The Berlin-based quartet Philm – leader-composer-tenor sax player Philipp Gropper, Austrian Elias Stemeseder on piano and synthesizer, drummer Oliver Steidle and newcomer to the quartet, double bass player Robert Landfermann – earned the reputation as the «David Bowie of Jazz». The fifth album of Philm, «Consequences», solidifies this loaded reputation as the politically-informed compositions capture the troubled zeitgeist of our time and bursts forth with unexpected intensity and consequence.
Gropper’s focuses on themes of responsibility and the resulting consequences. In interpersonal terms, he is concerned with our behavior in relation to the other and within the social framework. Philosophically, questions of larger interrelationships bother Gropper. And politically, he is concerned about his own status as privileged citizen of this planet, the damaging effects of neo-liberal society, the destructive role of the West towards the Eastern and Southern hemispheres and the resultant conflicts and responsibilities.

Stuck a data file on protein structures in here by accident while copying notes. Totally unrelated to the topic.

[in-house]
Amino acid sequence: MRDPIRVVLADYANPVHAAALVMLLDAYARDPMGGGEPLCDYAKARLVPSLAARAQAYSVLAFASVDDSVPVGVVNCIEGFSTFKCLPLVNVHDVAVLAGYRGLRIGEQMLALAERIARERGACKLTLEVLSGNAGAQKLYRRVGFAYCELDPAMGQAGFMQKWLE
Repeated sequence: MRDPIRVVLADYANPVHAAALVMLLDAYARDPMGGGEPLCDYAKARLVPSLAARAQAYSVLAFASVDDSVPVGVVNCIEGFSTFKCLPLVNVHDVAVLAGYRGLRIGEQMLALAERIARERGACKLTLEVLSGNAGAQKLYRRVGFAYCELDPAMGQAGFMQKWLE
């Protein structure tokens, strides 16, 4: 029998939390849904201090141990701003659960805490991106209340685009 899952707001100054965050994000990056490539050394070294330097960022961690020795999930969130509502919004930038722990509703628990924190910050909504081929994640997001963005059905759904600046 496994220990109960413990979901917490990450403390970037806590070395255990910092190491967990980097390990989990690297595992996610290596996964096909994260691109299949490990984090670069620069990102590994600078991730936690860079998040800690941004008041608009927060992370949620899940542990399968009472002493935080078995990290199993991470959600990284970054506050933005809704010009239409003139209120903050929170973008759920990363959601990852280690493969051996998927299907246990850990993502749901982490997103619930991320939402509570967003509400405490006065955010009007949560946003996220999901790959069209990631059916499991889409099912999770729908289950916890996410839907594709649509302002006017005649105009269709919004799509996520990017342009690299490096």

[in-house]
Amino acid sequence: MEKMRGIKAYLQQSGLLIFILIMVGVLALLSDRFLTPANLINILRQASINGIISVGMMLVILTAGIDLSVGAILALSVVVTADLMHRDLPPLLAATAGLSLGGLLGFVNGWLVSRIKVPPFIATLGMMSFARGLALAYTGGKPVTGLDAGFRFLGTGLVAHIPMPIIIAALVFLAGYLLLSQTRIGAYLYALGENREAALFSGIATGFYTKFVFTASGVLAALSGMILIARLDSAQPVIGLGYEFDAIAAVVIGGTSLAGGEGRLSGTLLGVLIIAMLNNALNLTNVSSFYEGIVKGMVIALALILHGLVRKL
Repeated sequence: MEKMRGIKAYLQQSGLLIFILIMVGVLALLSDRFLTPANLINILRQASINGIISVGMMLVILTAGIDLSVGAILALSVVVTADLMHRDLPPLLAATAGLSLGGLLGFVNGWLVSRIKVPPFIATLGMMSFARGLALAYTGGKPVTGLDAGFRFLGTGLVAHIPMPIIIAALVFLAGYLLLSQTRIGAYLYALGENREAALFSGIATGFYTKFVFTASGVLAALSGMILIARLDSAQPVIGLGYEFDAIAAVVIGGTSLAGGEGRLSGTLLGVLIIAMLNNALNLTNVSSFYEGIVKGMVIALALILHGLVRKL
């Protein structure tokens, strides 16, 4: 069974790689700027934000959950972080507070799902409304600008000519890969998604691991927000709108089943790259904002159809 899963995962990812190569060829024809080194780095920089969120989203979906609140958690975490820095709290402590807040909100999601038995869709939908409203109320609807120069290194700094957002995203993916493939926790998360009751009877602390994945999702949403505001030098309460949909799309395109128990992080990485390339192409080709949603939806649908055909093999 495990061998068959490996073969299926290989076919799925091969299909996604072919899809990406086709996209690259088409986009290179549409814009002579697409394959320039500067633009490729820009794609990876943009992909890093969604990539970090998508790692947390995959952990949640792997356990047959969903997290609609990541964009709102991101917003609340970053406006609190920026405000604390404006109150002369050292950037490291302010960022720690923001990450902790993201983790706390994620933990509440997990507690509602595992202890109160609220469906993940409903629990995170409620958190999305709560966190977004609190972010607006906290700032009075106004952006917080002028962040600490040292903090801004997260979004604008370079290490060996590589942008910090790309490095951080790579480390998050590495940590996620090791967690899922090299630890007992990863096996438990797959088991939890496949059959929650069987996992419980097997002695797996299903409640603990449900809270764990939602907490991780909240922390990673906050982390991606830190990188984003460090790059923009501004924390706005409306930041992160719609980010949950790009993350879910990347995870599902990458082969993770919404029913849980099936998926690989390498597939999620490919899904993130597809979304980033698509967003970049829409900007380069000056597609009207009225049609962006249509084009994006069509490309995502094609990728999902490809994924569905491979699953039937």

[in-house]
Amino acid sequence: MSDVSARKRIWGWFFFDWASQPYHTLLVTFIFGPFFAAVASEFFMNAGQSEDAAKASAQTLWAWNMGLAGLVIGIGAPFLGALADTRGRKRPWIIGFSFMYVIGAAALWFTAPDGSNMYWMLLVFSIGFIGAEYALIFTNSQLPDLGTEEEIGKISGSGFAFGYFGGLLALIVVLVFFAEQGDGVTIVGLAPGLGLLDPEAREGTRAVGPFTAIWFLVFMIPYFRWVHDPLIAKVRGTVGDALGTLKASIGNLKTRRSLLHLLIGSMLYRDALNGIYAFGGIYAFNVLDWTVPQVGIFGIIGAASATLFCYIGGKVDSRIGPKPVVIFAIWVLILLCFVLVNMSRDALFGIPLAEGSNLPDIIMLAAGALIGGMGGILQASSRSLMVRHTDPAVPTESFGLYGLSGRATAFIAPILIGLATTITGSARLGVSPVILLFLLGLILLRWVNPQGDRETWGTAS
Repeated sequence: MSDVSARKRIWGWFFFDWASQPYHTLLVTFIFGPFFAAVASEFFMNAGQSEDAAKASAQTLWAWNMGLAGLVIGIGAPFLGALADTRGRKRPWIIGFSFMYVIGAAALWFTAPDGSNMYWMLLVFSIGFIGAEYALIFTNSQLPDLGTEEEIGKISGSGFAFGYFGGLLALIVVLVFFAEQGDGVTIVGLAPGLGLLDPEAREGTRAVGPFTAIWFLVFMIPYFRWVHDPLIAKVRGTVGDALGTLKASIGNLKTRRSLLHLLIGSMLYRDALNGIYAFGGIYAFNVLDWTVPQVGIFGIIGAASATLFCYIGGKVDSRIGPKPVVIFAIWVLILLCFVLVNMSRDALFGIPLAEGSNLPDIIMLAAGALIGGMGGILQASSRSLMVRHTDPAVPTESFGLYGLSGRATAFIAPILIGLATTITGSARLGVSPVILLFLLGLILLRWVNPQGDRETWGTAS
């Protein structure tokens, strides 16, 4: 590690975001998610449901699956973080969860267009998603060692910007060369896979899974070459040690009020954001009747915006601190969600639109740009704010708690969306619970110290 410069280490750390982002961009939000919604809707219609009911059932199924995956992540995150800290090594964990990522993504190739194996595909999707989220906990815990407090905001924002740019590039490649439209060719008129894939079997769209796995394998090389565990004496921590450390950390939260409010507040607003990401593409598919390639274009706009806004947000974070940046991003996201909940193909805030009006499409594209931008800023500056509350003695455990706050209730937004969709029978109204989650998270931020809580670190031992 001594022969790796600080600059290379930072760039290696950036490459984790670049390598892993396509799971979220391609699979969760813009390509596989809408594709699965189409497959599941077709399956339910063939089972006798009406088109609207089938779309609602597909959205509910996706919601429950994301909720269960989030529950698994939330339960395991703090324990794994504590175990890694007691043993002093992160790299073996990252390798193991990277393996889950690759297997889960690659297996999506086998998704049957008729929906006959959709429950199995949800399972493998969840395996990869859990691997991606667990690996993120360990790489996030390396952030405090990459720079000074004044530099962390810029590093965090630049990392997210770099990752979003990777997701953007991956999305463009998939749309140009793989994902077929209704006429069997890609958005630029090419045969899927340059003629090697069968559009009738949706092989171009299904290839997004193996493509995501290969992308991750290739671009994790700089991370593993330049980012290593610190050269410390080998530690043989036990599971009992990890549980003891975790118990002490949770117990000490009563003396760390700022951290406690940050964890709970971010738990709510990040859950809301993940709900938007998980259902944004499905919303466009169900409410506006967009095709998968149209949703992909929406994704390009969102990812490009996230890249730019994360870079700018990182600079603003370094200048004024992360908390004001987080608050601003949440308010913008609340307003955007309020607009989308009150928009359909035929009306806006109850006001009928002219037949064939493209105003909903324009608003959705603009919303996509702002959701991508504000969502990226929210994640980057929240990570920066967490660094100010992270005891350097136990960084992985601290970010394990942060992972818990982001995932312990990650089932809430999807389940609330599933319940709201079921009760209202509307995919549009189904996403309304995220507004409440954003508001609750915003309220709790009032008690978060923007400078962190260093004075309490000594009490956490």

These complex themes and topics are used by Gropper and Philm as instruments to push and redefine the jazz language by introducing provocative ideas from electronic music, hip hop, contemporary music and the classical music of Africa and India. The classic jazz line-up of this quartet often enjoys the urgent escape «into the unpredictable, dark corners of improvisation» while sketching detailed textures that are surprisingly intimate, passionate and communicative.
The opening «32 Cents» succeeds to suggest a compassionate, lyrical atmosphere despite its often schizophrenic, fractured flow that sounds as translating electronics-based soundscape into an acoustic interplay. The title-piece deepens Philm’s conviction to explore uncharted terrains where even the ground shakes and never stands still, but in a highly coordinated and methodical sonic maneuvers that only emphasize the strong personal voices of the quartet. «Saturn» do not sound at all as close to Sun Ra space kingdom but offers an intriguing and urgent conversational interplay. «Forgiving» introduces strong emotional and less strict undercurrents to Philm’s cerebral, well-crafted architecture of sounds, especially when Gropper or Stemeseder take the lead. The last «Thinking from the Future (Are You Privileged?)» again sounds as transforming an experimental, electronic hip hop beat into playful, but repetitive and tight rhythmic layers that methodically expand and gain more power.
Philipp Gropper (ts), Elias Stemeseder (p, synth), Robert Landfermann (b), Oliver Steidle (dr)